"EP text will now reflect this & insist agreement translated into legal text ASAP", Mr Verhofstadt tweeted.
One said Mr Davis' comments were a "risk to undermine the good faith that has been built during the negotiatioins".
He added: "After David Davis' unacceptable remarks it's time the United Kingdom government restores trust".
The European Parliament is set to back in a vote today the opening of the second phase of Brexit talks.
Irish concerns to copperfasten in a "withdrawal treaty" commitments made on avoiding a hard Border with the other first-phase deal priorities are also being actively addressed, sources say.
In contrast to Mr Davis, Irish prime minister Leo Varadkar has however publicly state that the deal is in fact "bulletproof".
Britain's Brexit minister David Davis caused alarm by saying that a crucial agreement struck last Friday on separation arrangements was a "statement of intent" rather than "legally enforceable".
European Commission spokesman Margaritis Schinas said that while the deal was not legally binding, it was regarded as a pact of honour.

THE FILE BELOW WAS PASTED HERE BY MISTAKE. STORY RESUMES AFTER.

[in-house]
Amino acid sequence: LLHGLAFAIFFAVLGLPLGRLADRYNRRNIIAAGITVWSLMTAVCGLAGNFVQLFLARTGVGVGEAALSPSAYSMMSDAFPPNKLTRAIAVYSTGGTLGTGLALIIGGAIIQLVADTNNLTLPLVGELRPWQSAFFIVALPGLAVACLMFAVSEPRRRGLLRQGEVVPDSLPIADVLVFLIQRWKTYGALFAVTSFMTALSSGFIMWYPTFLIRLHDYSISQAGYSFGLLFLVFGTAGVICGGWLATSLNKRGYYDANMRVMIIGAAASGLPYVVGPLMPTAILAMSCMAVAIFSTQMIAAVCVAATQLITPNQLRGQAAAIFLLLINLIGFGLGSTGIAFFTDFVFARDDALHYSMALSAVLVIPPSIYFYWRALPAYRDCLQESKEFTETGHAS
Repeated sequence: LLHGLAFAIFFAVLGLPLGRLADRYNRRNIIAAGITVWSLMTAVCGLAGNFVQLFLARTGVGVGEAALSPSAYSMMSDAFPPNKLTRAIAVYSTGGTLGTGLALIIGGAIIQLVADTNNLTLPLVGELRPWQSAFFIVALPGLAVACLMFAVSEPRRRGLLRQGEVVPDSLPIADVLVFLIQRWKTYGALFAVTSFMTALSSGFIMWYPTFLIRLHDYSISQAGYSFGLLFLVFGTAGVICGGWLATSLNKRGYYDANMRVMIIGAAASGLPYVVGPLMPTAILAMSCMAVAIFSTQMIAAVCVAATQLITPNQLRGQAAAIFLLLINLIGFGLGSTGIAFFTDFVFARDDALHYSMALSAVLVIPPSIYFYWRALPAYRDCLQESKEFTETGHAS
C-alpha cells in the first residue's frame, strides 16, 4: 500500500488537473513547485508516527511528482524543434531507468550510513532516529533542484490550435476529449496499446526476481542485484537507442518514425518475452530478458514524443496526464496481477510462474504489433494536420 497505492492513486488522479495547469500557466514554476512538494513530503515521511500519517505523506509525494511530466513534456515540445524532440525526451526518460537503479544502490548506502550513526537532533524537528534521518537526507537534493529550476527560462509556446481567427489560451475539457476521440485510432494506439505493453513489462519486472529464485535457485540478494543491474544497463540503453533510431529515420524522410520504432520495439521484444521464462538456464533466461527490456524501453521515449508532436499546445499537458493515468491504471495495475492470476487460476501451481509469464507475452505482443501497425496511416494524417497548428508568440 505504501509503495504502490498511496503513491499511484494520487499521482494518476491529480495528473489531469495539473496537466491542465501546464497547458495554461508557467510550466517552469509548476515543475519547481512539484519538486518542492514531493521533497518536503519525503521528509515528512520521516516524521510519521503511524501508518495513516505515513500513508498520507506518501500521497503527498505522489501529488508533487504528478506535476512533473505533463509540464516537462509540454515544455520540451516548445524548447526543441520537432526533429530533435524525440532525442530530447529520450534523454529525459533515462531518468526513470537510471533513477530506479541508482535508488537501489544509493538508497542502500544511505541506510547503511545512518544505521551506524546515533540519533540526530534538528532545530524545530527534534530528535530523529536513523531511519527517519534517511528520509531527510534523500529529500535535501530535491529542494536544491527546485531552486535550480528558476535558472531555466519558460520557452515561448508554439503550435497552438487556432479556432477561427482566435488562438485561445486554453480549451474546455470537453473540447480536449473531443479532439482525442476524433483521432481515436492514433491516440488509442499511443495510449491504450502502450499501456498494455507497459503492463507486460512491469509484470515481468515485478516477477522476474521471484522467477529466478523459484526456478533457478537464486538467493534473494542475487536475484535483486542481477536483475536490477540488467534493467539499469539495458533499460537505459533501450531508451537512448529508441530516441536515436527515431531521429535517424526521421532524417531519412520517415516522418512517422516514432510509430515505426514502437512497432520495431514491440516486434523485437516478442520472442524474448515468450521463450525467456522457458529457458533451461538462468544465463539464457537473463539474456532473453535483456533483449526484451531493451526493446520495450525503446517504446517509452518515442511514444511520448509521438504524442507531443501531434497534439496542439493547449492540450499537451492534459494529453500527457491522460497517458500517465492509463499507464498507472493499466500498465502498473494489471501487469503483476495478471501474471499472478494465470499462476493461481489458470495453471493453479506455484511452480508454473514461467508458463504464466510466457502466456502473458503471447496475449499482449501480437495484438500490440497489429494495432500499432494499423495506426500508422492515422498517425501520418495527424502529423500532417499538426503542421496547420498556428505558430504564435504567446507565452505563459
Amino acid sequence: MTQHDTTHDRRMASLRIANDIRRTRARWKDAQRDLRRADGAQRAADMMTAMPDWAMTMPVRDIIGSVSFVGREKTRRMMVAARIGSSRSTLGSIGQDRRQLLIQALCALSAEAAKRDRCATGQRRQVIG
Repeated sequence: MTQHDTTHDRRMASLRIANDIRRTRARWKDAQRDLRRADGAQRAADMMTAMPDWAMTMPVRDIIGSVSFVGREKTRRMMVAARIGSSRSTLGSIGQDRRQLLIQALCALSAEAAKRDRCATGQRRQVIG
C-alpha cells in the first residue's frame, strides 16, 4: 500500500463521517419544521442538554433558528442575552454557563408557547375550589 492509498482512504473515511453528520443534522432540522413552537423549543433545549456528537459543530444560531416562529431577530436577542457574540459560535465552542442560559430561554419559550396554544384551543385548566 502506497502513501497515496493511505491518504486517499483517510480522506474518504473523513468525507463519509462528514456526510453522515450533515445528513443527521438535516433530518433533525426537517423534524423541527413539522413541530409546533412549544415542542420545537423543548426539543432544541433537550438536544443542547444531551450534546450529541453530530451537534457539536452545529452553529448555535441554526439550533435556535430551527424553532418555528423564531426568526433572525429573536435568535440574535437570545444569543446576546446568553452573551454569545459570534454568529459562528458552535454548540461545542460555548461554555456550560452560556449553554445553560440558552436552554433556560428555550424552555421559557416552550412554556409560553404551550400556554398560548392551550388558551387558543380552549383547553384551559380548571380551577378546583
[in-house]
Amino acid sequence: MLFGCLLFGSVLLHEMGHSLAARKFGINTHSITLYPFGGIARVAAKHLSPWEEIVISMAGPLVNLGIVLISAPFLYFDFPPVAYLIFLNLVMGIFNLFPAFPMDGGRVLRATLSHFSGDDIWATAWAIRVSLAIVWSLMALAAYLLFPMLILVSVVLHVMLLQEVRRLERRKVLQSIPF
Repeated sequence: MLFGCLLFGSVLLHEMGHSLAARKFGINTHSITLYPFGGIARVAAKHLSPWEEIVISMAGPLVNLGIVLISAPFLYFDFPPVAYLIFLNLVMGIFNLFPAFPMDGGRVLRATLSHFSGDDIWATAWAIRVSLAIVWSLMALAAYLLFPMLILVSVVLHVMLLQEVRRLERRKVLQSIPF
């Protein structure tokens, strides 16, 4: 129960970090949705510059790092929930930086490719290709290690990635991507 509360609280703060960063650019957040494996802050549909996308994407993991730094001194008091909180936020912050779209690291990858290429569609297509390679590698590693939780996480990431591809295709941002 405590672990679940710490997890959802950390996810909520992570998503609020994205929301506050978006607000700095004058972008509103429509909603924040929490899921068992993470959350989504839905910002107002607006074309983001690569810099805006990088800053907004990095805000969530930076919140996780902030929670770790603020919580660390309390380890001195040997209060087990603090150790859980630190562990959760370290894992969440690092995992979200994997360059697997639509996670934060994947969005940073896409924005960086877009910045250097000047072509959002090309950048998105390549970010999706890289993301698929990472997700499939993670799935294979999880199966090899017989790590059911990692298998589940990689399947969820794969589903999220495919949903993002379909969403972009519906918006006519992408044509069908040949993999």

The European Parliament's Brexit pointman Guy Verhofstadt said Davis's comments at the weekend were "unacceptable" and would lead to a "hardening of the position" of the EU.
Gabriele Zimmer, leader of the left group, Philippe Lamberts and Ska Keller, leaders of the Green group, and Danuta Maria Hubner, chair of the Parliament's constitutional affairs committee, have also put their names to it.
A diplomatic draft of the summit...
'This, as far as we're concerned, is a binding agreement - an agreement in principle'.
She told MPs: "It is clear in the joint progress report that this offer is on the table in the context of us agreeing the partnership for the future, agreeing the next stage, and agreeing the partnership for the future", she said.
Although the precise shape of the UK's "no hard Border" commitment will not emerge until its trade relationship with the European Union is agreed in talks that can not start until after Brexit, well after the withdrawal agreement will be signed, Irish officials and lawyers are understood to be working with the commission on means of expressing those commitments in the treaty.
But he later told LBC: "What I actually said yesterday, in terms, was we want to protect the peace process, we want to protect Ireland from the impact of Brexit for them". That just sounds weird to me.